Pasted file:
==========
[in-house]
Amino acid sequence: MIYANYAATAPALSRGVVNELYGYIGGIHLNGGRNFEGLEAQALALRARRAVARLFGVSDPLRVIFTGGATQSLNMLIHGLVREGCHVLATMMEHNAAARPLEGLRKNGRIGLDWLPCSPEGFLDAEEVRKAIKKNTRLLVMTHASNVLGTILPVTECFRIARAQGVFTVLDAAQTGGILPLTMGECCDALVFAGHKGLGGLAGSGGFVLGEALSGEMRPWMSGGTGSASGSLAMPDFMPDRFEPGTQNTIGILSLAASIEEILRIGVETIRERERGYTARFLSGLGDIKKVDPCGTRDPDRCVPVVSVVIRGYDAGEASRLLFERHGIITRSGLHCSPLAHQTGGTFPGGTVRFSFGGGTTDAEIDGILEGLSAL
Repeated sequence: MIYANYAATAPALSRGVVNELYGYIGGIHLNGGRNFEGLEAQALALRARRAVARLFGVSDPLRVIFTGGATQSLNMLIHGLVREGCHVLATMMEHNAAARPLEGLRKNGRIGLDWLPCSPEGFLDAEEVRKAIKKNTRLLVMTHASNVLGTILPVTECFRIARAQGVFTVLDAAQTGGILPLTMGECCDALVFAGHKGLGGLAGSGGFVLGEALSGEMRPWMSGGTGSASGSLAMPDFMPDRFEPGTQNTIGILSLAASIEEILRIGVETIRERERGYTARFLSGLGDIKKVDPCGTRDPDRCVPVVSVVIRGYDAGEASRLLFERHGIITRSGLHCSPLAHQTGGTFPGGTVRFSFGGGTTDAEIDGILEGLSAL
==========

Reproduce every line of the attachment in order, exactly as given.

[in-house]
Amino acid sequence: MIYANYAATAPALSRGVVNELYGYIGGIHLNGGRNFEGLEAQALALRARRAVARLFGVSDPLRVIFTGGATQSLNMLIHGLVREGCHVLATMMEHNAAARPLEGLRKNGRIGLDWLPCSPEGFLDAEEVRKAIKKNTRLLVMTHASNVLGTILPVTECFRIARAQGVFTVLDAAQTGGILPLTMGECCDALVFAGHKGLGGLAGSGGFVLGEALSGEMRPWMSGGTGSASGSLAMPDFMPDRFEPGTQNTIGILSLAASIEEILRIGVETIRERERGYTARFLSGLGDIKKVDPCGTRDPDRCVPVVSVVIRGYDAGEASRLLFERHGIITRSGLHCSPLAHQTGGTFPGGTVRFSFGGGTTDAEIDGILEGLSAL
Repeated sequence: MIYANYAATAPALSRGVVNELYGYIGGIHLNGGRNFEGLEAQALALRARRAVARLFGVSDPLRVIFTGGATQSLNMLIHGLVREGCHVLATMMEHNAAARPLEGLRKNGRIGLDWLPCSPEGFLDAEEVRKAIKKNTRLLVMTHASNVLGTILPVTECFRIARAQGVFTVLDAAQTGGILPLTMGECCDALVFAGHKGLGGLAGSGGFVLGEALSGEMRPWMSGGTGSASGSLAMPDFMPDRFEPGTQNTIGILSLAASIEEILRIGVETIRERERGYTARFLSGLGDIKKVDPCGTRDPDRCVPVVSVVIRGYDAGEASRLLFERHGIITRSGLHCSPLAHQTGGTFPGGTVRFSFGGGTTDAEIDGILEGLSAL